“Yes, but he listened to Mother Eagle. She did not try to eat him.”
“Go away bird, I am hungry and require food. You would only be a snack even if I could catch you.”
“Brother Bear,” said the eagle, “listen to me. You, and all the bears, know Naa’ki saved us. We must help him.”
The bear tilted his head and his words struggled out.
“What would you have me do?”
“The boy is unable to hunt. He was taught to be a hunter, but his leg
“The bears are grateful for that.”
“The boy would not hunt bears.” The great bird’s eyes flashed.
The bear was quiet. Then spoke:
“Neither the boy nor his people hunted bears,” the grizzly agreed. “But other humans do. I cannot tell them apart. I may help the boy...how?”
“You must let him ride you to hunt.”
With a thundering roar, the mighty beast rose on its hind legs, teeth bared, and claws ready. The forest went silent. All creatures seemed to be holding their breaths. Even the trees appeared to stand as statues, afraid to drop a leaf. The grizzly glared at the eagle.
“Eagle, you speak foolishness. No bear, and especially this bear, would allow a human to ride on its back. Go away, and come back with a better idea.”
The great bear lumbered into the growth.
“Brother Bear,” called the eagle. “Do you remember what it was like when humans first came to our land? They took all the fish, and hunted the animals. And you know the difference now. The boy did that. He paid a terrible price. His leg. Naa’ki does not want to do the work of the females. He wishes to hunt like the males.”
The bear stopped.
“Brother Eagle,” he said, “you have learned your mother's ways with words well, but a human on my back is too terrible to conceive.”
“Brother Bear you are proud—too proud. And so is the boy. You need each other. Together you will make a fine team.”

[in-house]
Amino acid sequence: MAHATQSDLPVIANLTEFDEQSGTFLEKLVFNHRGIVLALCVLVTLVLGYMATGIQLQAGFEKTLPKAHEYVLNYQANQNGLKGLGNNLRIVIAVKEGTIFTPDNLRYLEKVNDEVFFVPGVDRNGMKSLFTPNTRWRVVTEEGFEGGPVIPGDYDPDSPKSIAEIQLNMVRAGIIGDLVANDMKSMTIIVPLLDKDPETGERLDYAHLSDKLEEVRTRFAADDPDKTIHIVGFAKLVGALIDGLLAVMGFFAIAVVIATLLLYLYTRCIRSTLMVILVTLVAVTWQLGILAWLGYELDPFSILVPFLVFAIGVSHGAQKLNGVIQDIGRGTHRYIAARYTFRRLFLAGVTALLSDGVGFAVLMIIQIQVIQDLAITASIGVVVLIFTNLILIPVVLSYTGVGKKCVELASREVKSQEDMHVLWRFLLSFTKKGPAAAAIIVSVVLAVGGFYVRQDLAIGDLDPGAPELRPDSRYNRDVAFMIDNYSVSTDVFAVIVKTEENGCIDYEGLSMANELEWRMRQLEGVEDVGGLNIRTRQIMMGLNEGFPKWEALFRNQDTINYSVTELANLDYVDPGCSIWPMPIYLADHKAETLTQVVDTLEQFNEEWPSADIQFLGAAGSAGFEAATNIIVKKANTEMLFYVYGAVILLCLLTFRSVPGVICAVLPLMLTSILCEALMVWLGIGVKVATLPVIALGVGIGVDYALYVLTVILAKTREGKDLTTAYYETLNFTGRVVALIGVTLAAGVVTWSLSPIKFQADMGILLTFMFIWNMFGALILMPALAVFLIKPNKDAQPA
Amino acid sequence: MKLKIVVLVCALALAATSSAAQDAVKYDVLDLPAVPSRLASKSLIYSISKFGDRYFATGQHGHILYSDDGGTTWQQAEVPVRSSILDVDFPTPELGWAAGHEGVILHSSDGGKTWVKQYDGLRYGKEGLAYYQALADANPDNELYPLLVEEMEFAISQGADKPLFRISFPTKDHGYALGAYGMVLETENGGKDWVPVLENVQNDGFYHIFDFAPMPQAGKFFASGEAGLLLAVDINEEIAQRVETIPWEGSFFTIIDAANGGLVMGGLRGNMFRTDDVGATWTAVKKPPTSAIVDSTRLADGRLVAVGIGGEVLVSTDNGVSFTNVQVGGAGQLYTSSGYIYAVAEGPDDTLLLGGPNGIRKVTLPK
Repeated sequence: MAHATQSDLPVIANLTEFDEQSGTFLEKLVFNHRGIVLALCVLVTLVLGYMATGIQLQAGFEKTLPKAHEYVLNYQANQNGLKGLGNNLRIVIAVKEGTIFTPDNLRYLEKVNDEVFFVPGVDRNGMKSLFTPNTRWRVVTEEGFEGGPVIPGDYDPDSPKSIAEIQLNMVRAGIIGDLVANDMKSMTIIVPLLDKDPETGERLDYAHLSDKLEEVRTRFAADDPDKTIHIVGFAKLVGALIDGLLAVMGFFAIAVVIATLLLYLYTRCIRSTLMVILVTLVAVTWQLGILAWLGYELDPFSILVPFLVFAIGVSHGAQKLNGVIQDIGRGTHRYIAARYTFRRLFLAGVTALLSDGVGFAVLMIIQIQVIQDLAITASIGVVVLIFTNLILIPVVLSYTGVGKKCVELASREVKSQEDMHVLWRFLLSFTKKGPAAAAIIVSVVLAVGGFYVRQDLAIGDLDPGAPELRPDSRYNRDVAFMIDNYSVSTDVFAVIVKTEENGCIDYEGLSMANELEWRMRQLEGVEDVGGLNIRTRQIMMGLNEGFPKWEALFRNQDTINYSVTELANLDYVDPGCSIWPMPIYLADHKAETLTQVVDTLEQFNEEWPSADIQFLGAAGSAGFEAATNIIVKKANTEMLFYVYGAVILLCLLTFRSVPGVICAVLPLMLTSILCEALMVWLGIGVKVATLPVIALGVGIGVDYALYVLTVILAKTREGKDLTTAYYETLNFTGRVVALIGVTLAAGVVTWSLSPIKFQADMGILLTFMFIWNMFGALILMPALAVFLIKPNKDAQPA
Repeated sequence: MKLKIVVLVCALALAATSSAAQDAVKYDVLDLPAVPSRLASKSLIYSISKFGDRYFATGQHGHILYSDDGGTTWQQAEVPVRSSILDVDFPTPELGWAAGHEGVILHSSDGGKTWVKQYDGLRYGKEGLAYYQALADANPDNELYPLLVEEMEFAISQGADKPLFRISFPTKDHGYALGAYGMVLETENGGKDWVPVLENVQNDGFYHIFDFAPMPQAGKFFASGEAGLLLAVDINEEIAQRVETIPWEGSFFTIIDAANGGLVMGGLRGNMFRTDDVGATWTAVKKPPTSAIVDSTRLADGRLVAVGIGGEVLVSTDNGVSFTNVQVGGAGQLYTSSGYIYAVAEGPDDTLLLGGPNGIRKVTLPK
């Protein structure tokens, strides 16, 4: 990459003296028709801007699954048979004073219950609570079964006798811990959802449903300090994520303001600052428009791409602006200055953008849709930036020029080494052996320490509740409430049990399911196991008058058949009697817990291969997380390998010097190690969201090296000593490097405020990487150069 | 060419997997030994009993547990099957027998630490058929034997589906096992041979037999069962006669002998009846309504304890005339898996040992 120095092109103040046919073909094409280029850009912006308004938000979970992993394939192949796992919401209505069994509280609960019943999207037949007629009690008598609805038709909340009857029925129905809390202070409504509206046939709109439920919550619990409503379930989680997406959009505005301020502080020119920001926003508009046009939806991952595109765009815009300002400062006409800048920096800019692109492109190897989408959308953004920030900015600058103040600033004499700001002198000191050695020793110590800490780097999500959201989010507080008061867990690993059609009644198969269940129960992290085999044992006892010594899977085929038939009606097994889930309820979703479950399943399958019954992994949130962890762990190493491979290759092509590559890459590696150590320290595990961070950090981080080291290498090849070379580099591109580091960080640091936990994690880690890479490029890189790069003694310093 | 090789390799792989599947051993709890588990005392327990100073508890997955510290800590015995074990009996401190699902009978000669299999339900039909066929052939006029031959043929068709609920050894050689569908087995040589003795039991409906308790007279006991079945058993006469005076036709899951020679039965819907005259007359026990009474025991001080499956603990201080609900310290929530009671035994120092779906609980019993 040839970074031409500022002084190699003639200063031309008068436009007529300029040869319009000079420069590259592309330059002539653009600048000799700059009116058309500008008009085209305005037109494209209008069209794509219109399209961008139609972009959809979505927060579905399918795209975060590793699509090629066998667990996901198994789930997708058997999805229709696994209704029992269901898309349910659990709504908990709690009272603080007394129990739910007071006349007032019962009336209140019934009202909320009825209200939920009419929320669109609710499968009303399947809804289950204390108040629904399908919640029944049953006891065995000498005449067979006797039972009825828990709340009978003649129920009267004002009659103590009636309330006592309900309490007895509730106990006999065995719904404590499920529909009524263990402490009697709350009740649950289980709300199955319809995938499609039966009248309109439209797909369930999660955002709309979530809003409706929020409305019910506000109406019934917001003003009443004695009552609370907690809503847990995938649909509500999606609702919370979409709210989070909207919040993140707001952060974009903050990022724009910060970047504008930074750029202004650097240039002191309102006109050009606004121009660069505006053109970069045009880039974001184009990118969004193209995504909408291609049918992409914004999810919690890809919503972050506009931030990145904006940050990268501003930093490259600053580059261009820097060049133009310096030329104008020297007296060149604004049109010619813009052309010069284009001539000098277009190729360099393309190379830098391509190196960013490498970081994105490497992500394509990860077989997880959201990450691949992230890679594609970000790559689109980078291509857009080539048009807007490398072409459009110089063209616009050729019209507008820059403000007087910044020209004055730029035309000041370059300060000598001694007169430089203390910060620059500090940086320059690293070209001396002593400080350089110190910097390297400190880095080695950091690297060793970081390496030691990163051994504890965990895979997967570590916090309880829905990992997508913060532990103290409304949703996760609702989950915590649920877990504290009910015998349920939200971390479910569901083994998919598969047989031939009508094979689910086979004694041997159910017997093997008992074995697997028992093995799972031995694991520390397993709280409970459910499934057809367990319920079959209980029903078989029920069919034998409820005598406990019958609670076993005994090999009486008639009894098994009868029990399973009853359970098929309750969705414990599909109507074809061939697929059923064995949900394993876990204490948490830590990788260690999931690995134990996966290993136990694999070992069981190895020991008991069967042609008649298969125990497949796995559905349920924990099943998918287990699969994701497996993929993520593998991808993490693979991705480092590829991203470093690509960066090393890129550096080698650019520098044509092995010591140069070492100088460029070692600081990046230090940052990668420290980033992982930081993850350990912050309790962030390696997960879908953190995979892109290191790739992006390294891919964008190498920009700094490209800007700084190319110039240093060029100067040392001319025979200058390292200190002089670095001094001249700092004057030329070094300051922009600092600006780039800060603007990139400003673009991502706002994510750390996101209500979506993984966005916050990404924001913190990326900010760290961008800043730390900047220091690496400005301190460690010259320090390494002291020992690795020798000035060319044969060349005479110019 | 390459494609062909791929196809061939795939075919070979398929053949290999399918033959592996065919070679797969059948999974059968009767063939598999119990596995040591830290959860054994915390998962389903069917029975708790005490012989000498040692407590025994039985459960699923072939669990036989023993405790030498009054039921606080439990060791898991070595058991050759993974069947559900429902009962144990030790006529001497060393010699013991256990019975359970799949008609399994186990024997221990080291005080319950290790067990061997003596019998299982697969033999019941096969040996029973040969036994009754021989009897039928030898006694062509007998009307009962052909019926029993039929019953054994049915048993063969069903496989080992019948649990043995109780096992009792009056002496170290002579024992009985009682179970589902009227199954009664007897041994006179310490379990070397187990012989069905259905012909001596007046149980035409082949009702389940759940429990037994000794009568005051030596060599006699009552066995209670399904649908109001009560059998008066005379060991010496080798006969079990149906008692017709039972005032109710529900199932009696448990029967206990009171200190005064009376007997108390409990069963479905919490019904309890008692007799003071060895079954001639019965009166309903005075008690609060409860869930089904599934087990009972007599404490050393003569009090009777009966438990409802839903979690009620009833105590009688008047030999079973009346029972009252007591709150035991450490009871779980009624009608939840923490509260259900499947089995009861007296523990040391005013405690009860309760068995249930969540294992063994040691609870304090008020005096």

The grizzly’s shoulders slumped.
“We must hunt far from humans or other bears. Any creature that dares to speak will feel the wrath of my claws. I must have my share of the meat.”
The bear continued into the forest.
“Brother Bear...,” started Otter. The animal stopped. He did not turn around.
“Only the strongest and bravest can humble themselves to help another.”
The bear grunted, and vanished into the brush.
About the Illustrator
Laura Leikona has loved native folklore all her life. She reflected often on childhood hunts for Native American arrowheads in the woods surrounding her grandmother’s home while illustrating this, her first e-book illustration. Leikona enjoys moving to and exploring new places. She currently lives in the most western (and southern) U.S. state; Hawai’i. Explore more of her art at https://Leikona.com.
About the Author
A spellbinding storyteller of high adventure, Ben lives in Kentucky with his wife Lynda. Ben has had many adventures: walking the Great Wall of China, hiking in Tibet, climbing Mt Everest, and more. He recently learned to surf in Hawaii.
Ben is active in SCBWI and a member of a local children’s writing critique group. He is a former Marketing Manager for a major corporation and ran his own marketing consulting business. He began writing children’s stories in 2008 and has completed picture books, middle grade and young adult stories.
For more information about Ben, please visit BooksByBen.com
Learn why the boy Naa’ki lived with the eagles, and how he saved them. Read The Boy Who Flew With Eagles, a middle grade story for e-readers.
by Ben Woodard / Children's / Young Adult / Historical Fiction have rating 2.6 out of 5 / Based on36 votes